In parallelograms, the diagonals bisect for the first time, a property also held only by rhombi, rectangles, and squares. On the other hand, isosceles trapezoids are the first quadrilaterals for which diagonals are congruent, a property exclusive to isosceles trapezoids, rectangles, and squares. Therefore, the only quadrilaterals for whom diagonals are both congruent and bisecting are rectangles and squares–the only quadrilaterals “downstream” from both parallelograms and isosceles trapezoids. Unfortunately for the exclusive definition of trapezoids, the (isosceles) trapezoid to rectangle connection is *verboten*, severing a beautiful properties connection precisely at a point where it beautifully describes why rectangles are *suddenly *imbued with so many additional geometric relationships.

By using more inclusive definitions in mathematics, I gain far richer and interconnected ways of understanding relationships–something that certainly helps my own problem-solving and mathematical understanding. Even better, brain research suggests that helping students see more connections between ideas reinforces understanding and recall, helping my students.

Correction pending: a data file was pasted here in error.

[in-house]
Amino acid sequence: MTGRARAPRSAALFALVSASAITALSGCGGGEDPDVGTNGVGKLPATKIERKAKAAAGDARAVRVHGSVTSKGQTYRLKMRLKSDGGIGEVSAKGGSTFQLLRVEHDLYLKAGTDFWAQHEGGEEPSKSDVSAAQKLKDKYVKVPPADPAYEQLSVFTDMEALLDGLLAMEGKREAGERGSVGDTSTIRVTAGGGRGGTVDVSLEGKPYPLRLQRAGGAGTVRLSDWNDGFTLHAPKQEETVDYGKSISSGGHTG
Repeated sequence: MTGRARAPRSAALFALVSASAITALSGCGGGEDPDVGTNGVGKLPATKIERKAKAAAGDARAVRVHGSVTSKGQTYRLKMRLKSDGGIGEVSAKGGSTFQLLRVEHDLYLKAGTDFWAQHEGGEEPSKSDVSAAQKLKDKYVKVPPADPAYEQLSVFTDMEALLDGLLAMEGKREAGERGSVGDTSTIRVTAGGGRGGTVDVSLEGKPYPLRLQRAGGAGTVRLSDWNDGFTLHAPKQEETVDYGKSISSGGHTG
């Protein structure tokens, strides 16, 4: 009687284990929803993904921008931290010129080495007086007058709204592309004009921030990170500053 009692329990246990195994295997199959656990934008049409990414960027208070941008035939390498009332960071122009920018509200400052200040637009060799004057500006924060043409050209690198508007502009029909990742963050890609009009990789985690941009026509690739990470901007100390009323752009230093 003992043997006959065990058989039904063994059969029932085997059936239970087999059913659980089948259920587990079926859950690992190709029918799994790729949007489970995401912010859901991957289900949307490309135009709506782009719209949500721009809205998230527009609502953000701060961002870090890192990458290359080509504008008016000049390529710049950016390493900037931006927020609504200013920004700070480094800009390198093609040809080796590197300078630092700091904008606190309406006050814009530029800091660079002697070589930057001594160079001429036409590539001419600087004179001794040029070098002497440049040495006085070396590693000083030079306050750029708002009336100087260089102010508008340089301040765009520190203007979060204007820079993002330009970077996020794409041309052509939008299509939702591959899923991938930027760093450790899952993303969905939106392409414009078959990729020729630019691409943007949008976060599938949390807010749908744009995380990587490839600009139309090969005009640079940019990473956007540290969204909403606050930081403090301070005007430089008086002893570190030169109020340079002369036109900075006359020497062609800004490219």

And what do I lose by eschewing the exclusive definition of trapezoids. *Nothing*.

So why to others continue to adhere to to more exclusive definitions? Because your textbooks say so or because “that’s the way I learned it” seem pretty lame to me. Give me something practical and I might reconsider, but with nothing in sight to gain from an exclusive definition and connections, insight, understanding, and recall all enhanced by the inclusive definition, I think I’ve found the better place for my students.

Chris, I had this discussion with Zalman many years ago and showed him a Sketchpad demo of two parallel lines on which I constructed a trapezoid. When I slide a vertex so as to approach a parallelogram then return to a trapezoid, he loved the dynamic visualization. This reinforced for both of us and others in the discussion why UCSMP includes the definition you and I both like as well as the hierarchy of quadrilaterals.